Stembel: Yeah, it’s funny, because when I first started researching the flower space, that was my first question to us, like, why do these cost so much? There’s a lot of work that goes into growing those flowers, harvesting those flowers, shipping those flowers or trucking those flowers — or both — to coming to us and then being unloaded and processed and designed and, you know, put into boxes and shipped out. It has to change so many hands to get to the end consumer from the grower. And all of those people need to be paid, they need to be paid fair wages. And so, you know, we’re never going to be the cheapest bouquet because we believe strongly in hiring full-time employees with benefits and retirement plans. I think we, as Americans, [our] purchasing has kind of shifted where we think shipping should be free, but it actually shouldn’t be. Because when you order a bouquet from us today before noon, it can go from San Francisco to New York City, like to Fifth Avenue, by 10 o’clock tomorrow morning, and that’s really expensive.
Scott: A lot of Americans are starting to question whether we should be shipping things from San Francisco to New York and are interested in shopping locally. Could that be a problem for your business?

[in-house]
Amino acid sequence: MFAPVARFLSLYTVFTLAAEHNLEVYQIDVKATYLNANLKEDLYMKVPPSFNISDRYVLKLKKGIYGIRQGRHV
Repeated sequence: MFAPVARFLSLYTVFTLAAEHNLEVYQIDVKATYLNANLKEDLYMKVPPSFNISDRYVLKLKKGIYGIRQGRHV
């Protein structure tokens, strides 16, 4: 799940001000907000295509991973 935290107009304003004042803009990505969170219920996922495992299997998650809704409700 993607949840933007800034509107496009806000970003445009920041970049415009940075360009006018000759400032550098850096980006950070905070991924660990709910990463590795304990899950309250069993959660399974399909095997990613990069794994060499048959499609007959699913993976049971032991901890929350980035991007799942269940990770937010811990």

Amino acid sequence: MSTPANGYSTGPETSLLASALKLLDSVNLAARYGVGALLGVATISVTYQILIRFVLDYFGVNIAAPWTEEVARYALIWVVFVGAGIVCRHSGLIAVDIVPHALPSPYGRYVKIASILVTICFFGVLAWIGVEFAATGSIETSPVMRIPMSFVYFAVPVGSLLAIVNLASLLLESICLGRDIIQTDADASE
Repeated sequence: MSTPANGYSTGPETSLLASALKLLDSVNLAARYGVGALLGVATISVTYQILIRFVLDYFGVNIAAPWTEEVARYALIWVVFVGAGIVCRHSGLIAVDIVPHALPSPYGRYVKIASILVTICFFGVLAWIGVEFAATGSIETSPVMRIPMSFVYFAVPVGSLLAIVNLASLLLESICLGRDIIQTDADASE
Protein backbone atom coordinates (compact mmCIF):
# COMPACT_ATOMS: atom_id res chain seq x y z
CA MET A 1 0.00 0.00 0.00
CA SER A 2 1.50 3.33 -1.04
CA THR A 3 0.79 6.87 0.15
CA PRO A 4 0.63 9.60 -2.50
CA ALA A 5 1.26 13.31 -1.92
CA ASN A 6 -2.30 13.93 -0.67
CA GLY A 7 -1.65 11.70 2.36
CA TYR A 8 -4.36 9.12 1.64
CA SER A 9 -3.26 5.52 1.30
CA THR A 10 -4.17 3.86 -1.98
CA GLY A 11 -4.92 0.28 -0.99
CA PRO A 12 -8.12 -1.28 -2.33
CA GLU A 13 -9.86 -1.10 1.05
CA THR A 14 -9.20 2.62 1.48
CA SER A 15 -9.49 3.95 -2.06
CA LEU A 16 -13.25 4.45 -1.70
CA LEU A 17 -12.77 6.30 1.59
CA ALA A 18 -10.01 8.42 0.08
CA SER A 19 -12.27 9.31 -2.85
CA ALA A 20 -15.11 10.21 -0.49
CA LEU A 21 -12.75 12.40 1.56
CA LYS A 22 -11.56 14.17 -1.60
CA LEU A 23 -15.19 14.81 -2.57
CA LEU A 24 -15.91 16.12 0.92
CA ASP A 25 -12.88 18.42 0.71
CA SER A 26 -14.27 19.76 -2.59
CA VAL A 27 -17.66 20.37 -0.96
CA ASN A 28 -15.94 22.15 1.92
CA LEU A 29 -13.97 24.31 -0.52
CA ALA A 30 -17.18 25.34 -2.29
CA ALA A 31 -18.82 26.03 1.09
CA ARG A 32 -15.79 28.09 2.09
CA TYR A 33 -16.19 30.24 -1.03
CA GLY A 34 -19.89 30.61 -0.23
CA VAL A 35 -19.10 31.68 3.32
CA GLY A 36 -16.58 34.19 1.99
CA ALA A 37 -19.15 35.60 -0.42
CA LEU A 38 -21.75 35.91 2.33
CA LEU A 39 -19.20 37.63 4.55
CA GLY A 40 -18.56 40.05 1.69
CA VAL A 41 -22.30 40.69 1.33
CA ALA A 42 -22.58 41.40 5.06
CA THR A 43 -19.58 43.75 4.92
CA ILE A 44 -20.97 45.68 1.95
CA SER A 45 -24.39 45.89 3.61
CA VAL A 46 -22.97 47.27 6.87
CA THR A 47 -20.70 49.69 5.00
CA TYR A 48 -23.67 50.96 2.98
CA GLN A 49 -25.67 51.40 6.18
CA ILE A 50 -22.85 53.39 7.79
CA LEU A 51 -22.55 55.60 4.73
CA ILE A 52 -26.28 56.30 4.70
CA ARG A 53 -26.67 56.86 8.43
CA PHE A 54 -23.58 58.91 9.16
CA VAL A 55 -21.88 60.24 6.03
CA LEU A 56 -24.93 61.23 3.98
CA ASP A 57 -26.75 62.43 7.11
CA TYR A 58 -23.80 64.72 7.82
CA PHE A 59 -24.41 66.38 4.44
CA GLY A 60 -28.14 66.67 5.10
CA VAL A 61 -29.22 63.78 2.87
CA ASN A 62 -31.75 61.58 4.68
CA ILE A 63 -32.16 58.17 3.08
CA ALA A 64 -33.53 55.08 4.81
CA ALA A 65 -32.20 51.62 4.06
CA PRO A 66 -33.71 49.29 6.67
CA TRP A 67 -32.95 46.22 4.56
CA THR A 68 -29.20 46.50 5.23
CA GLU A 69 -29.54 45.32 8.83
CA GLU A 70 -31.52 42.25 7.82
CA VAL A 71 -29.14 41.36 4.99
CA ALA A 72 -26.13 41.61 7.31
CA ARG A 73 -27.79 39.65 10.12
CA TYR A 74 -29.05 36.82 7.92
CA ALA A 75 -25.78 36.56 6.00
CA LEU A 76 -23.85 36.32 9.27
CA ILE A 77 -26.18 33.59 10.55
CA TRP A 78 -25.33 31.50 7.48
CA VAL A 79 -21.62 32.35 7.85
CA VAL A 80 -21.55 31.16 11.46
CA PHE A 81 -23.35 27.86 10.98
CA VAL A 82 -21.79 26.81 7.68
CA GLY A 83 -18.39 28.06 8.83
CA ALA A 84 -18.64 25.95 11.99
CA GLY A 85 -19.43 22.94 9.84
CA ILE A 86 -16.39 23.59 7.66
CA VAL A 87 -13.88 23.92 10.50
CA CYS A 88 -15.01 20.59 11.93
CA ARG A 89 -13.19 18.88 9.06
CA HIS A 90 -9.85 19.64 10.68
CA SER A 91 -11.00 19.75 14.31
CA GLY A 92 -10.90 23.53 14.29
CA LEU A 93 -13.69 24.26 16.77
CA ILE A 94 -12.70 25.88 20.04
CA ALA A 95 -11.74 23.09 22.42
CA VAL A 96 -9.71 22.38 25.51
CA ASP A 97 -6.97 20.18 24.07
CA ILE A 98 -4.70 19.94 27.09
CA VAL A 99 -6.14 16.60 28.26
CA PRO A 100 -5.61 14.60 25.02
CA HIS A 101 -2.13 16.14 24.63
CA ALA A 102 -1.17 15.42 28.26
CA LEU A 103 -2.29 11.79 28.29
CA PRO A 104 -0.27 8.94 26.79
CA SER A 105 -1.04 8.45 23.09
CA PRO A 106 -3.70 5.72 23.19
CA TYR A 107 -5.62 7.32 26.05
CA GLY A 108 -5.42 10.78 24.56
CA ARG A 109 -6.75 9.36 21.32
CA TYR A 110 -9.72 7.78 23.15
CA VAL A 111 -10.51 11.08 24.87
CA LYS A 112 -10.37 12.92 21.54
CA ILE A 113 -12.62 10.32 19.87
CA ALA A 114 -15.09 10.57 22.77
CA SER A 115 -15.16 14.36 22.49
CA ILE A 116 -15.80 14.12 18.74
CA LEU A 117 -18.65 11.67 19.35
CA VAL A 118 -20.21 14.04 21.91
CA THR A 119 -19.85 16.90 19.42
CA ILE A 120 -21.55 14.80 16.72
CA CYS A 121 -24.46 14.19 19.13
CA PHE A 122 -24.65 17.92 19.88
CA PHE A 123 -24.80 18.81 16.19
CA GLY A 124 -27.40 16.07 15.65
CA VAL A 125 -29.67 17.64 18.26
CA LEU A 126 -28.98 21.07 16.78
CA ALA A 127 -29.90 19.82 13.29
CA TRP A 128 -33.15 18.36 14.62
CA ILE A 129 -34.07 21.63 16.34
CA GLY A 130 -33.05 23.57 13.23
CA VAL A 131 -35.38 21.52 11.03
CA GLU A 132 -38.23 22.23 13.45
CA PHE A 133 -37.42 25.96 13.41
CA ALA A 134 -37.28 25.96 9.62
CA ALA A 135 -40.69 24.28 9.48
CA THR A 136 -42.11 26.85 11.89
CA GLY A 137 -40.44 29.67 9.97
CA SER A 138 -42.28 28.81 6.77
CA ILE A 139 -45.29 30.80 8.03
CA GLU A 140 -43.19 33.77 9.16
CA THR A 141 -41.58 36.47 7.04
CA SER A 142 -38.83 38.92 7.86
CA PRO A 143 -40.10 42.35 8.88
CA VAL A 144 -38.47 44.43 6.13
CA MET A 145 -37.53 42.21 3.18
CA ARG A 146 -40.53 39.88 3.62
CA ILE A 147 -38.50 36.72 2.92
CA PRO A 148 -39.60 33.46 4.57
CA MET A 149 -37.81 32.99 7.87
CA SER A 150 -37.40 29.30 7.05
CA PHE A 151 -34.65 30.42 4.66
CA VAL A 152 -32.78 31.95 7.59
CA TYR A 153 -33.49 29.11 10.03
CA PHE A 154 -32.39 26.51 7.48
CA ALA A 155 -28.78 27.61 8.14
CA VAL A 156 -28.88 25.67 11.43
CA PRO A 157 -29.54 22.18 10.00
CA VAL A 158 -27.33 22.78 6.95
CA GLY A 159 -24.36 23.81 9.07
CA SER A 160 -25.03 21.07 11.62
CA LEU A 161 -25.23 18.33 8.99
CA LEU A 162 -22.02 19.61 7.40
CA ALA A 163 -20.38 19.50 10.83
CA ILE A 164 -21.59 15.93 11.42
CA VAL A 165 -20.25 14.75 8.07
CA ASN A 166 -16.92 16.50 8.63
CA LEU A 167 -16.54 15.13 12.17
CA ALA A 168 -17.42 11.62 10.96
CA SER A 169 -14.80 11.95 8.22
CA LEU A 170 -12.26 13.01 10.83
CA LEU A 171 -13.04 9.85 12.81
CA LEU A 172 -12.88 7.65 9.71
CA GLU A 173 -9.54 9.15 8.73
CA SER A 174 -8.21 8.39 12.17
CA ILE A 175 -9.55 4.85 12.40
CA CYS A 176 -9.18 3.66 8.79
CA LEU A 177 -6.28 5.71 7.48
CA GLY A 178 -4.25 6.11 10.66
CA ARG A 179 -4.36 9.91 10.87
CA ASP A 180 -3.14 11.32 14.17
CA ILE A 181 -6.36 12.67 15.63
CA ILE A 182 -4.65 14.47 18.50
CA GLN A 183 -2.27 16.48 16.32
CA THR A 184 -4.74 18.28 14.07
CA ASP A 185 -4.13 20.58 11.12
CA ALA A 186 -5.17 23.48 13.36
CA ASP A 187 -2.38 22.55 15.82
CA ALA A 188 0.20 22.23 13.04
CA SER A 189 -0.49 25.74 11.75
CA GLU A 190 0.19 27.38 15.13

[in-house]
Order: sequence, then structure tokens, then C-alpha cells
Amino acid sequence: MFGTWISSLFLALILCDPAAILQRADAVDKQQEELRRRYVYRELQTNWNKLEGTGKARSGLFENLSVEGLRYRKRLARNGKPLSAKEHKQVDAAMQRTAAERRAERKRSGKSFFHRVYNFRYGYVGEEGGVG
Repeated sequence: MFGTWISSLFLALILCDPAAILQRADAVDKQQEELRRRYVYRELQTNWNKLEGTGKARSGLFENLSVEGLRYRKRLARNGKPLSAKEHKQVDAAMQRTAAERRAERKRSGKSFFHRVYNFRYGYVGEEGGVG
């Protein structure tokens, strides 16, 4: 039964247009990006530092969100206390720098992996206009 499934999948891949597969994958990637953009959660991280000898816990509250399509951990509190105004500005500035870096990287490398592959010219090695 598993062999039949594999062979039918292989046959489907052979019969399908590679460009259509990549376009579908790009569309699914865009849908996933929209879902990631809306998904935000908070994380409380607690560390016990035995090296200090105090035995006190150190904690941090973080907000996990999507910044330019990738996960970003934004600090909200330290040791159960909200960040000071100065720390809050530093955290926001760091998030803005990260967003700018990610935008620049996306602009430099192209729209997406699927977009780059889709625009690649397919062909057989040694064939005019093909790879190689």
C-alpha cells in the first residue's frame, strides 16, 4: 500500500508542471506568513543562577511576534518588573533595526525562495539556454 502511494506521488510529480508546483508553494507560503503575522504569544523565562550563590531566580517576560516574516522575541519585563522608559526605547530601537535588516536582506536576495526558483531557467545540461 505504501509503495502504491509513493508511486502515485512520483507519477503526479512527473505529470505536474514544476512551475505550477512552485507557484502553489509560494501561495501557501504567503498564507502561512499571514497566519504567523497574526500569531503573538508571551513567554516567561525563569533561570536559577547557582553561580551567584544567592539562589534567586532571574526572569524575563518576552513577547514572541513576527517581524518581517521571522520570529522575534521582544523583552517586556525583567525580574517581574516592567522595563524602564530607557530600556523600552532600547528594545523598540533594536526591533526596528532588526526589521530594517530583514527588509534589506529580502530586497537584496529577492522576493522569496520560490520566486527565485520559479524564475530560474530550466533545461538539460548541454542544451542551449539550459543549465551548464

Stembel: You know, I’m all for supporting local whenever possible. I think that it’s a bit short sighted when we just think of just going into the corner market and what we’re buying there, because where were those products made? So I believe more in voting with our dollars and knowing the type of company that we’re buying from. Whether that be near or far, and how they’re sourcing, where they’re getting their products, how they’re treating their teams, things like that. And so it’s really just, you know, understanding the ripple effect of who you’re supporting with their dollars and what they’re doing with those dollars, in my opinion.
Scott: So almost 10 years after you set out to start a business, what do you worry about now?
Stembel: Oh, so much [laughs]. So, yeah, we just hit our nine-year mark. And, you know, it’s even harder now than it was the first two years. Back then, every book I read and everything I heard was, you know, just get through the first two years, they’re the hardest in a business. And so I really naively thought that at the end of two years, there’s going to be this big light at the end of the tunnel, and it was going to be so much easier, and it didn’t happen. So what did happen was I started hiring many more team members, and the bills went from being a couple thousand dollars to hundreds of thousands of dollars. And so what I found was the bigger we get, the bigger the challenges are, and the bigger the unplanned expenses are, and just the unknown. And you know, there’s usually between half a million and a million dollars of unplanned expenses at least every year. So what are those going to be? And can I mitigate it? You know, all the business things that come with running a business where you’re responsible for human beings.